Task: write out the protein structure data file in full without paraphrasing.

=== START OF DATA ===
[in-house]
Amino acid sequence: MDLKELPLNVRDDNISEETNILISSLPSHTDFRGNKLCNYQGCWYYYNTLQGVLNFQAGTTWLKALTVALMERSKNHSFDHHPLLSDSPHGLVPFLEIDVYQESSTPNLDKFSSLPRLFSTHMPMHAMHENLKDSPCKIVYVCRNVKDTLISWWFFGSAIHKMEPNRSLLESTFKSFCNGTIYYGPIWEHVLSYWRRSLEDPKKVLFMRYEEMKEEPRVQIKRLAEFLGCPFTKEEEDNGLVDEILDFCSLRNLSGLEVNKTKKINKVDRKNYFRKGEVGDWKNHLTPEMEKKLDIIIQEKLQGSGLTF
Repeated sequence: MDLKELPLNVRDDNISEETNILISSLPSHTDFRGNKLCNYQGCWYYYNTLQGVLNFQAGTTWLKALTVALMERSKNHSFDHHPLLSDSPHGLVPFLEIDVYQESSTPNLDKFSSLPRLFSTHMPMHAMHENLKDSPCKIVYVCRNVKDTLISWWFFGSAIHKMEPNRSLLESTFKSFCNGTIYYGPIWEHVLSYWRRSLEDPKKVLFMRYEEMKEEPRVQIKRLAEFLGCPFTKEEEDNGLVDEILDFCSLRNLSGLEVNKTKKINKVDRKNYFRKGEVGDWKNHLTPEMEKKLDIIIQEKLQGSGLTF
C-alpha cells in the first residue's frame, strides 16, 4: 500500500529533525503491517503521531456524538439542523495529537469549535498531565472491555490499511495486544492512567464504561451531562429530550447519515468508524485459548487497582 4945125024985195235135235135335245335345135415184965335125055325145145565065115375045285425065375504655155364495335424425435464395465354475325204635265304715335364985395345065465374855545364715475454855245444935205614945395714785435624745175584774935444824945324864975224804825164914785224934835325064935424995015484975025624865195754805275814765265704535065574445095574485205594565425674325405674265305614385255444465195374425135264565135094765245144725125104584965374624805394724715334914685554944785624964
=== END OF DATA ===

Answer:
[in-house]
Amino acid sequence: MDLKELPLNVRDDNISEETNILISSLPSHTDFRGNKLCNYQGCWYYYNTLQGVLNFQAGTTWLKALTVALMERSKNHSFDHHPLLSDSPHGLVPFLEIDVYQESSTPNLDKFSSLPRLFSTHMPMHAMHENLKDSPCKIVYVCRNVKDTLISWWFFGSAIHKMEPNRSLLESTFKSFCNGTIYYGPIWEHVLSYWRRSLEDPKKVLFMRYEEMKEEPRVQIKRLAEFLGCPFTKEEEDNGLVDEILDFCSLRNLSGLEVNKTKKINKVDRKNYFRKGEVGDWKNHLTPEMEKKLDIIIQEKLQGSGLTF
Repeated sequence: MDLKELPLNVRDDNISEETNILISSLPSHTDFRGNKLCNYQGCWYYYNTLQGVLNFQAGTTWLKALTVALMERSKNHSFDHHPLLSDSPHGLVPFLEIDVYQESSTPNLDKFSSLPRLFSTHMPMHAMHENLKDSPCKIVYVCRNVKDTLISWWFFGSAIHKMEPNRSLLESTFKSFCNGTIYYGPIWEHVLSYWRRSLEDPKKVLFMRYEEMKEEPRVQIKRLAEFLGCPFTKEEEDNGLVDEILDFCSLRNLSGLEVNKTKKINKVDRKNYFRKGEVGDWKNHLTPEMEKKLDIIIQEKLQGSGLTF
C-alpha cells in the first residue's frame, strides 16, 4: 500500500529533525503491517503521531456524538439542523495529537469549535498531565472491555490499511495486544492512567464504561451531562429530550447519515468508524485459548487497582 4945125024985195235135235135335245335345135415184965335125055325145145565065115375045285425065375504655155364495335424425435464395465354475325204635265304715335364985395345065465374855545364715475454855245444935205614945395714785435624745175584774935444824945324864975224804825164914785224934835325064935424995015484975025624865195754805275814765265704535065574445095574485205594565425674325405674265305614385255444465195374425135264565135094765245144725125104584965374624805394724715334914685554944785624964